The authors declare no competing financial interests.
Membrane-bound proteins that can incorporate small organic 'retinal' molecules to become a light receptor.
(Functional magnetic resonance imaging). This method can use detection of blood oxygen levels as a proxy for neural activity, and offers a non-invasive method to globally assay brain activity in humans.
(Blood oxygen level dependent). The BOLD signal is one kind of signal that fMRI can use to assess neural activity.
A light-driven cation channel, found in algae, that can be used to depolarize cell membranes.
A light-driven chloride ion pump found in phylogenetically ancient archaea, known as halobacteria, that can be used to hyperpolarize cell membranes.
- UP states
Sub-threshold membrane depolarization states that have been observed to spontaneously occur in vivo in some neurons and that may serve to increase the intrinsic excitability of the neuron.
- Cre recombinase
DNA recombinase that excises DNA sequences flanked by loxP sequences with the same orientation, or inverts sequences flanked by loxP sites with opposite orientation. It is effective in mammalian cells in vitro and in vivo.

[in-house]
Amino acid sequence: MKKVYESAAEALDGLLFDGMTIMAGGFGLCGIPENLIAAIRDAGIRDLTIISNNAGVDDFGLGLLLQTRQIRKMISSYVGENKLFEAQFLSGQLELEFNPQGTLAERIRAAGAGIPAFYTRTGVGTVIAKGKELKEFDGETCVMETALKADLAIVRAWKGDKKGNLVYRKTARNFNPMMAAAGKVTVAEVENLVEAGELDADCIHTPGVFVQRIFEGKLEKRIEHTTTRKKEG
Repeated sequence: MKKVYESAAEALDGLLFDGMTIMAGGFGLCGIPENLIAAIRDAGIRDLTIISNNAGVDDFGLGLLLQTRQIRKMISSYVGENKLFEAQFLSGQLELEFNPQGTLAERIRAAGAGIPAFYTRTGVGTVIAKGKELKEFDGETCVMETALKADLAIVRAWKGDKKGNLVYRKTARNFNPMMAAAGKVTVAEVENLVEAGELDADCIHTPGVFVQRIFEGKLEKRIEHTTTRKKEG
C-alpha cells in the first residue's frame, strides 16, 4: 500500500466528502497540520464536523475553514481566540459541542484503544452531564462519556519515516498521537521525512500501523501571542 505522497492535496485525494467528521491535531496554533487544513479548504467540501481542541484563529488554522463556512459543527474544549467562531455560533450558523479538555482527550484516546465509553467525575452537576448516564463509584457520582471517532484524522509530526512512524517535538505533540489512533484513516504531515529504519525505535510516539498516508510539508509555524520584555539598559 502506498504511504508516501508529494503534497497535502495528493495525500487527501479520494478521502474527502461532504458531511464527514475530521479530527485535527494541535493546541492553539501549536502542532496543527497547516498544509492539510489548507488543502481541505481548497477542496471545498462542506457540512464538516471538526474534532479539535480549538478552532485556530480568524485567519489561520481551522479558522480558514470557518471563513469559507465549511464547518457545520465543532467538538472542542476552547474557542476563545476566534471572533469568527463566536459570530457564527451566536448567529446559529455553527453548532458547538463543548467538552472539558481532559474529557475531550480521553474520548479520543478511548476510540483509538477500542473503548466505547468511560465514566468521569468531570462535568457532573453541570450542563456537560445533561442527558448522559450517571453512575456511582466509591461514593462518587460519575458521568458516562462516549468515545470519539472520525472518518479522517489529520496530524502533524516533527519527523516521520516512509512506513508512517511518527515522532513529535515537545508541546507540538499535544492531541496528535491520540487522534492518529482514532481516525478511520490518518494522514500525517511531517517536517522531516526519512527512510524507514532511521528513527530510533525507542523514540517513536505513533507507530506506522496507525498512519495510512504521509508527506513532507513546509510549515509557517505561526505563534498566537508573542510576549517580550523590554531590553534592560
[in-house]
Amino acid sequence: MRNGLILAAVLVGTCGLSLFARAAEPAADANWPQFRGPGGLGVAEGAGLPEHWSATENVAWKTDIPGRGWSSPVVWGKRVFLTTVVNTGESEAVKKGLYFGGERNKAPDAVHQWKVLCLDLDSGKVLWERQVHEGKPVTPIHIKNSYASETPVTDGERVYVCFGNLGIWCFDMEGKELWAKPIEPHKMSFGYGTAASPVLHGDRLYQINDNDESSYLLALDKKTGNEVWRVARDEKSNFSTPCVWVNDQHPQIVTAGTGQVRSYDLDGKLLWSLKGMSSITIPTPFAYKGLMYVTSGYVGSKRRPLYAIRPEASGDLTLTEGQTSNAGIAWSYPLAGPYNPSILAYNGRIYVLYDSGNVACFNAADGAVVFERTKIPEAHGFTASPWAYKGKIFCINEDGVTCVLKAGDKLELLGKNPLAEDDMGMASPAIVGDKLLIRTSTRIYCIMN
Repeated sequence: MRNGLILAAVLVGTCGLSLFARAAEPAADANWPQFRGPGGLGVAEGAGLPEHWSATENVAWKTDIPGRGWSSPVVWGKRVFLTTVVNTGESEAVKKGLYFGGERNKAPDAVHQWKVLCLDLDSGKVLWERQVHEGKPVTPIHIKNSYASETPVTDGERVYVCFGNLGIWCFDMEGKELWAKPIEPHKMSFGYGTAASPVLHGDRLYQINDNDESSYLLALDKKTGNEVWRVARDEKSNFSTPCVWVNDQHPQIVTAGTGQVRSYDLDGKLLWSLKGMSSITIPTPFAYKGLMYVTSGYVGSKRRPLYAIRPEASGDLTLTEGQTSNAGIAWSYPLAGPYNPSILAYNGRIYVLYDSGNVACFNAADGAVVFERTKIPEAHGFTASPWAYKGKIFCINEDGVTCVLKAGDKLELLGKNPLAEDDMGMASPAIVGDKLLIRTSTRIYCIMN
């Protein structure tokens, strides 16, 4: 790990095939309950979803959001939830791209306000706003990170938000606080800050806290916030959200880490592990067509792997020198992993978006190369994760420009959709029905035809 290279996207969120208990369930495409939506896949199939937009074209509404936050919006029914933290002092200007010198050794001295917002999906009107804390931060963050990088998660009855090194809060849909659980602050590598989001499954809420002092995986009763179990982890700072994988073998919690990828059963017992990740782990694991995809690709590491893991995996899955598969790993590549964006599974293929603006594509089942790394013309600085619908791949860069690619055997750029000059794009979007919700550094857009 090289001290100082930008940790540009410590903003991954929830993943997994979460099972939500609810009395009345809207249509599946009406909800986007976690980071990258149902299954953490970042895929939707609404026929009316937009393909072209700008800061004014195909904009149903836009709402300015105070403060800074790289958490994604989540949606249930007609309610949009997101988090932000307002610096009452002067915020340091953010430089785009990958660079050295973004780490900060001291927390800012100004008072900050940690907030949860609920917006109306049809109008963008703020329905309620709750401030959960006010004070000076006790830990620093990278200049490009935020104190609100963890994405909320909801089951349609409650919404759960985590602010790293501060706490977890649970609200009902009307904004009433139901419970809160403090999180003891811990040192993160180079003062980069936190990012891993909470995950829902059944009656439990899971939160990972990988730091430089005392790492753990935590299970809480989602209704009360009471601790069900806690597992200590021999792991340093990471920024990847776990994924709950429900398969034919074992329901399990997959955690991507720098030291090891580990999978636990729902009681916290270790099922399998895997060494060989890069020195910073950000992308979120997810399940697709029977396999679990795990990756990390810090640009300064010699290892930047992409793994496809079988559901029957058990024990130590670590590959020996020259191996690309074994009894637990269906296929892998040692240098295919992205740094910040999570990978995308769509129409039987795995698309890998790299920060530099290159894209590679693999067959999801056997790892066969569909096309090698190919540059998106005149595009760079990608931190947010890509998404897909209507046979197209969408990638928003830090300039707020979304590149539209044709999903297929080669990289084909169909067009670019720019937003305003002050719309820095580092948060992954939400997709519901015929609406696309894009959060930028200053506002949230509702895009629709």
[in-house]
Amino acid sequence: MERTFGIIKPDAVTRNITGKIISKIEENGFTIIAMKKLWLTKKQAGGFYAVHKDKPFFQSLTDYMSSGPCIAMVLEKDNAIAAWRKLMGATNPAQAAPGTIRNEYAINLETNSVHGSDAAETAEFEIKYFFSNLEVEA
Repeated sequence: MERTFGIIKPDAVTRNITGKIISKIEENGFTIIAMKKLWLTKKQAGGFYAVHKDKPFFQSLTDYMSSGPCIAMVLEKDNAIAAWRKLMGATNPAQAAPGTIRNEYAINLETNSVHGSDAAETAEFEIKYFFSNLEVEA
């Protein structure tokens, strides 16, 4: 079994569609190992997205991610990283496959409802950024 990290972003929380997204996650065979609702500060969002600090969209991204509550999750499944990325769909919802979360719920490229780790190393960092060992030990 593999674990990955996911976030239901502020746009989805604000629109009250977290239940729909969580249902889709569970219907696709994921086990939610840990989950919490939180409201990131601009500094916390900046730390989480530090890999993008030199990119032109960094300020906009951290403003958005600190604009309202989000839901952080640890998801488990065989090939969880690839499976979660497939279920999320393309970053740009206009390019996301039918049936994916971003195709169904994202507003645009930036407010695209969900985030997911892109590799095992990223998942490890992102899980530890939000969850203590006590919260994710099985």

Vehicles used to transfer genetic material to a target cell.
- Conditioned place preference
(CPP). A behavioural test in which an unconditioned stimulus is paired with one distinctive context and a neutral event is paired with a different context. Preference is determined by allowing the animal to move between the two contexts and measuring the amount of time spent in each context.
- Duty cycle
The time that a machine, system or light source spends in an active state as a fraction of the total time under consideration.
- Conditioned fear responses
A fear-associated stimulus (such as a shock-predictive tone) that may evoke conditioned responses such as freezing, fear-potentiated startle or increases in blood pressure, perspiration or heart rate.
- Deep brain stimulation
(DBS). Continuous therapeutic electric stimulation of subcortical areas at high frequencies (∼ 130 Hz) using chronically implanted electrodes.
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Tye, K., Deisseroth, K. Optogenetic investigation of neural circuits underlying brain disease in animal models. Nat Rev Neurosci 13, 251–266 (2012). https://doi.org/10.1038/nrn3171